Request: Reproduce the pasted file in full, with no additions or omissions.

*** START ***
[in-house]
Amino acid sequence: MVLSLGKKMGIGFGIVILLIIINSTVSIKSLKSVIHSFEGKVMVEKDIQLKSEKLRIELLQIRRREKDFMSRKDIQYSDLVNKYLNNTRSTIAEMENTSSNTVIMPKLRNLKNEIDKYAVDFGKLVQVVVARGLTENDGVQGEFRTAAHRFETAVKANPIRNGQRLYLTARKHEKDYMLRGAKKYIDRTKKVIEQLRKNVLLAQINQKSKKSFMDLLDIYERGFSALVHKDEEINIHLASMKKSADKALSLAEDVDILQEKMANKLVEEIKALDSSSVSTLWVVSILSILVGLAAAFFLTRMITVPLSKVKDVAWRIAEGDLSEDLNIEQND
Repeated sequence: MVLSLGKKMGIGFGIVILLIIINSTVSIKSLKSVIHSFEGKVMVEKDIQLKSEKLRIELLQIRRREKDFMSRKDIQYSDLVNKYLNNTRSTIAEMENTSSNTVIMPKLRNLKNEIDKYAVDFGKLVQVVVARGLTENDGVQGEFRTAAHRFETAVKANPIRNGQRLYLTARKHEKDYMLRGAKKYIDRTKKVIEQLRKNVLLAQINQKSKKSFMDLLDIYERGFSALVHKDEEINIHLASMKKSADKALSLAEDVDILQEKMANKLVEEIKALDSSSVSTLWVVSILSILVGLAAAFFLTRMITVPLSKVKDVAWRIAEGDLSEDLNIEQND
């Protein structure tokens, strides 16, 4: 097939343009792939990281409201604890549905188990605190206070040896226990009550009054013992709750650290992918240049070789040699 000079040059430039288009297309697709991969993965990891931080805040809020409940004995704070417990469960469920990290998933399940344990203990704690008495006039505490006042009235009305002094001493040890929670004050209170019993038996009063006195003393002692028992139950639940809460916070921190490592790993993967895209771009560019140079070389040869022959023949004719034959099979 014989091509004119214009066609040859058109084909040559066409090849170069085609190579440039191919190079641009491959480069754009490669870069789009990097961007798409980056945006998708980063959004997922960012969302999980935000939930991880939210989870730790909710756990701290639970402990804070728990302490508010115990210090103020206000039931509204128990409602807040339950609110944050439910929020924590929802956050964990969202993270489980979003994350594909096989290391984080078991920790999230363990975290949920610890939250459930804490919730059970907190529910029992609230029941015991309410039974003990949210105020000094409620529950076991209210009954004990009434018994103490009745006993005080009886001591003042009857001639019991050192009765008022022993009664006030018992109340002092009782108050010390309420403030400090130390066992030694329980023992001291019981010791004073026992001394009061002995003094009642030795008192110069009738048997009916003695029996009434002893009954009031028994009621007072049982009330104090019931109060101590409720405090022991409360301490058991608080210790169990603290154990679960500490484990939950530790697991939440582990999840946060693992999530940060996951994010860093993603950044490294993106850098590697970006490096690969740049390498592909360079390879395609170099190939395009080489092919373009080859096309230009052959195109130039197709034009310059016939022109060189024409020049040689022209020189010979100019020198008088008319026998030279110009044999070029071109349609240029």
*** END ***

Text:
[in-house]
Amino acid sequence: MVLSLGKKMGIGFGIVILLIIINSTVSIKSLKSVIHSFEGKVMVEKDIQLKSEKLRIELLQIRRREKDFMSRKDIQYSDLVNKYLNNTRSTIAEMENTSSNTVIMPKLRNLKNEIDKYAVDFGKLVQVVVARGLTENDGVQGEFRTAAHRFETAVKANPIRNGQRLYLTARKHEKDYMLRGAKKYIDRTKKVIEQLRKNVLLAQINQKSKKSFMDLLDIYERGFSALVHKDEEINIHLASMKKSADKALSLAEDVDILQEKMANKLVEEIKALDSSSVSTLWVVSILSILVGLAAAFFLTRMITVPLSKVKDVAWRIAEGDLSEDLNIEQND
Repeated sequence: MVLSLGKKMGIGFGIVILLIIINSTVSIKSLKSVIHSFEGKVMVEKDIQLKSEKLRIELLQIRRREKDFMSRKDIQYSDLVNKYLNNTRSTIAEMENTSSNTVIMPKLRNLKNEIDKYAVDFGKLVQVVVARGLTENDGVQGEFRTAAHRFETAVKANPIRNGQRLYLTARKHEKDYMLRGAKKYIDRTKKVIEQLRKNVLLAQINQKSKKSFMDLLDIYERGFSALVHKDEEINIHLASMKKSADKALSLAEDVDILQEKMANKLVEEIKALDSSSVSTLWVVSILSILVGLAAAFFLTRMITVPLSKVKDVAWRIAEGDLSEDLNIEQND
């Protein structure tokens, strides 16, 4: 097939343009792939990281409201604890549905188990605190206070040896226990009550009054013992709750650290992918240049070789040699 000079040059430039288009297309697709991969993965990891931080805040809020409940004995704070417990469960469920990290998933399940344990203990704690008495006039505490006042009235009305002094001493040890929670004050209170019993038996009063006195003393002692028992139950639940809460916070921190490592790993993967895209771009560019140079070389040869022959023949004719034959099979 014989091509004119214009066609040859058109084909040559066409090849170069085609190579440039191919190079641009491959480069754009490669870069789009990097961007798409980056945006998708980063959004997922960012969302999980935000939930991880939210989870730790909710756990701290639970402990804070728990302490508010115990210090103020206000039931509204128990409602807040339950609110944050439910929020924590929802956050964990969202993270489980979003994350594909096989290391984080078991920790999230363990975290949920610890939250459930804490919730059970907190529910029992609230029941015991309410039974003990949210105020000094409620529950076991209210009954004990009434018994103490009745006993005080009886001591003042009857001639019991050192009765008022022993009664006030018992109340002092009782108050010390309420403030400090130390066992030694329980023992001291019981010791004073026992001394009061002995003094009642030795008192110069009738048997009916003695029996009434002893009954009031028994009621007072049982009330104090019931109060101590409720405090022991409360301490058991608080210790169990603290154990679960500490484990939950530790697991939440582990999840946060693992999530940060996951994010860093993603950044490294993106850098590697970006490096690969740049390498592909360079390879395609170099190939395009080489092919373009080859096309230009052959195109130039197709034009310059016939022109060189024409020049040689022209020189010979100019020198008088008319026998030279110009044999070029071109349609240029």